Get Company Info

This search enables users to retrieve company information by entering company name or NYSE ticker symbol. The wide range of legal, financial, executive, biographical, and SEC filings information can be selected and printed in a custom report.

Save Your Searches

Documents can be printed, downloaded, sent to Dropbox and Google Drive, or emailed for later use. In addition, Lexis provides permanent links for bookmarking, copy-and-paste citations, and citation export to RefWorks or other bibliographic management software.

Get Database Help

Visit the Academic Knowledge Center page to read and follow step-by-step instructions for popular searches. LexisNexis also provides video tutorials via its YouTube channel.

Connect to the Database

Please visit LexisNexis Academic to begin your search. You may also view a complete listing of the Bentley Library’s databases.

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Database of the Month provides a very brief introduction to a useful website or Library database, highlighting key features you should know about. If you would like more information about this resource (or any of the library’s databases), please contact us for research assistance. If you would like a demonstration of this resource for a class, please schedule a research instruction class using the instruction request form.

Storm Closing: Library Closed Tuesday, March 14

Due to the impending snowstorm, Bentley University has canceled all day and evening classes and closed administrative offices on Tuesday, March 14th. The Bentley Library will remain closed during the snow emergency. Weather permitting, the library will reopen on Wednesday, March 15th at 7:30 a.m.

Don’t forget that even when the library’s doors are closed, our research databases, eBook collections and streaming films databases are always accessible from both on and off campus.

For official updates about the status of the university, check the Bentley University website or call the Bentley University Storm Emergency line at 781.891.2020. We also encourage you to follow the library’s updates on Twitter and Facebook.

Stay warm and safe!

Now Showing in the RSM Art Gallery: “Ghost Space” by Josephine Burr

Now on view in the art gallery is Ghost Space, a sculptural installation by ceramic artist Josephine Burr. Please join us at the opening reception on Thursday, March 23rd, from 5:00 p.m. – 8:00 p.m.

Burr, a Boston-based artist, creates objects that she calls “markers for the invisibilia that underlie our experience of the world: the shifting terrain of memory, faith, and relationship.” Ghost Space presents a series of “still life” tableaux referencing the familiar, evocative language of domestic space – wallpaper and textile patterns, utilitarian vessels – abstracted into quiet meditations on memory and loss.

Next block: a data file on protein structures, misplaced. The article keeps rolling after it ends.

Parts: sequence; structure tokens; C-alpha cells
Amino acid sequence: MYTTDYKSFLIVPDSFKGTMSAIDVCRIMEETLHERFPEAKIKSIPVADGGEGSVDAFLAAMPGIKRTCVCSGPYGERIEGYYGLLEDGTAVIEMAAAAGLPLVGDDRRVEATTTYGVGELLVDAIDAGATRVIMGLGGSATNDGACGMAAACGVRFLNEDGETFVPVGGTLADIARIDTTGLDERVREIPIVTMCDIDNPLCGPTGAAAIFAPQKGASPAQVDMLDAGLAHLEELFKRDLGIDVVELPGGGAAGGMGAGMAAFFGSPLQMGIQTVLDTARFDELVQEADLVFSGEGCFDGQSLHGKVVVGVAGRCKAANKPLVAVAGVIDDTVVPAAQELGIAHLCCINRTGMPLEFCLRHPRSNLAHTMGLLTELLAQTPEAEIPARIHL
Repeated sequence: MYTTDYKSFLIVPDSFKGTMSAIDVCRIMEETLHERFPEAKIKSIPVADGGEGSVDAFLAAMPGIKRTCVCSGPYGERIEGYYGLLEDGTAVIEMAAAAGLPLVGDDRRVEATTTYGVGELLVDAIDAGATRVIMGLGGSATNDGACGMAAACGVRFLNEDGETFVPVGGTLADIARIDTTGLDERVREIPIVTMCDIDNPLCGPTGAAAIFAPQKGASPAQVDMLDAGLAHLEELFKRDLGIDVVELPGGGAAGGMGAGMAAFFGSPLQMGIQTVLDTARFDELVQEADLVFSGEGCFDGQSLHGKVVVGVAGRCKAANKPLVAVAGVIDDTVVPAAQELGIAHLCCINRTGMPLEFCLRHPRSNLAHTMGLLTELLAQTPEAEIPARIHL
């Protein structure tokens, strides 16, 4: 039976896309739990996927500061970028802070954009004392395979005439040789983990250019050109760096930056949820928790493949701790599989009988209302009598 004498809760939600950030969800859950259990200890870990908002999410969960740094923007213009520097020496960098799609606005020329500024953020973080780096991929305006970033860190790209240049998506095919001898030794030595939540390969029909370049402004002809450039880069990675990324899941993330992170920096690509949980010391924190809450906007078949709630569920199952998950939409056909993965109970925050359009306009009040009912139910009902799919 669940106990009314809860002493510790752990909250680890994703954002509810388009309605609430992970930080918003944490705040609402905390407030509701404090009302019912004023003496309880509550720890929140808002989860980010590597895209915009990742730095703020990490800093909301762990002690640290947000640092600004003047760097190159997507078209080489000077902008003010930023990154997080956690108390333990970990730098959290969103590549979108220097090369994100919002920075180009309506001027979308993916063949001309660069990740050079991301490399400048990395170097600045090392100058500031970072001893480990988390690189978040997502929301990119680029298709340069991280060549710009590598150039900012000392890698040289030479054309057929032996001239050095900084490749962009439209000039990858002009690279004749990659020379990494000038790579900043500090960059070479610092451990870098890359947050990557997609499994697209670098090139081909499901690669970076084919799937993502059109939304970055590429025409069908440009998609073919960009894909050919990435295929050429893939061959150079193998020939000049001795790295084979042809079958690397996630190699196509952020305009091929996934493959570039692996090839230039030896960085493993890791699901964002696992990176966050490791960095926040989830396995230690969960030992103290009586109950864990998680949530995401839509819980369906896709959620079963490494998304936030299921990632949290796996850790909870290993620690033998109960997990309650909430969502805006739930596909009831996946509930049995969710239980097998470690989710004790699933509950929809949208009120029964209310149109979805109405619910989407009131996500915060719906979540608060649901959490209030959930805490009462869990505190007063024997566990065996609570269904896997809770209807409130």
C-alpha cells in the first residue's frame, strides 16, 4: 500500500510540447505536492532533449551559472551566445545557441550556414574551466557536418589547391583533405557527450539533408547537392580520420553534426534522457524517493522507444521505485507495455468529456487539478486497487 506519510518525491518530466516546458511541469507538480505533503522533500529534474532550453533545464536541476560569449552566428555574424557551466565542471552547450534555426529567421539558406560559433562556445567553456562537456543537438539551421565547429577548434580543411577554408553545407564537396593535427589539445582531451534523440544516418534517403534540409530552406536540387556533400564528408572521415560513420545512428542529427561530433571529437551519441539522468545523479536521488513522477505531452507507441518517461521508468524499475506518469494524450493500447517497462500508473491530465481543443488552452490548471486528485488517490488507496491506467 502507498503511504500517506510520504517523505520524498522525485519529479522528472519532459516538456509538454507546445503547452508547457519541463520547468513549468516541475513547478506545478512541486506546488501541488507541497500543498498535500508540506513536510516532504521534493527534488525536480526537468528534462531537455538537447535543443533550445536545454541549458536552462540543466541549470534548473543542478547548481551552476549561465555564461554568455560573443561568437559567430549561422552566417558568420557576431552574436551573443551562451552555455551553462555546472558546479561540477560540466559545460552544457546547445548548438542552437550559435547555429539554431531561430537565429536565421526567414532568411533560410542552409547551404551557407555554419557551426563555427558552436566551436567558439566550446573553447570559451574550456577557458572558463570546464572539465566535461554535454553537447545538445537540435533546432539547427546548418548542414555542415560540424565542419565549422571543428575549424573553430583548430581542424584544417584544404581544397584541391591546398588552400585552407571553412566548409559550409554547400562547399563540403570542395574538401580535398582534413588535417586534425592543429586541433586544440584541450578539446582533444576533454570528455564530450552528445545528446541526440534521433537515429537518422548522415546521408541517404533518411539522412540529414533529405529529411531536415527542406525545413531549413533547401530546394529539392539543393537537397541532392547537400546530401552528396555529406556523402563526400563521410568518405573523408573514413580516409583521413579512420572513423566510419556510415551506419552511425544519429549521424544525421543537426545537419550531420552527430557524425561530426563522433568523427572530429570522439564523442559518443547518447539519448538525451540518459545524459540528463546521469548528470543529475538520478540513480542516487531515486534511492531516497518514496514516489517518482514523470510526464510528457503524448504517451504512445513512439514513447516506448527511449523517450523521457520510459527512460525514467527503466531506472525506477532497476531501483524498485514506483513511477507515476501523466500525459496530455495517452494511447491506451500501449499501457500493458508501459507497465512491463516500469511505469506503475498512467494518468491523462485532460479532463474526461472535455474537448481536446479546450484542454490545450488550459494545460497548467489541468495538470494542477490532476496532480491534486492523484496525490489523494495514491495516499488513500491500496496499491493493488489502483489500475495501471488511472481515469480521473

More information about Josephine Burr and her work can be found on her website and in the artist statement below.

Ghost Space by Josephine Burr | March 12 – April 6, 2017
The RSM Art Gallery at the Bentley Library, Bentley University

Josephine Burr
Ghost Space
March 12 – April 6, 2017

Opening Reception:
Thursday, March 23
5:00 p.m. – 8:00 p.m.

Artist Statement:

From my perspective, the history of clay is mute and absorbent. It exists as a foundational, constant, and yet invisible presence – as pot, as brick, as toilet and basin, as earth. I respond to its silence and its capacity. It is a holder of time and of the unnoticed, of the underpinnings of consciousness and of daily life.

As an artist and a maker, I am interested in probing at this unnoticed space, exploring how the temporality of experience can be distilled into visible, tactile form. The objects and drawings I create are in a sense markers for the invisibilia that underlie our daily experience of being: the shifting terrain of presence, memory, and relationship. The body of work presented in Ghost Space makes reference to familiar and ubiquitous objects – a still life of pots, buckets and basins, wallpaper and textile patterns – while simultaneously carrying a sense of fluidity, fragility and porousness. The empty space between and within these objects is as central to the work as the objects themselves.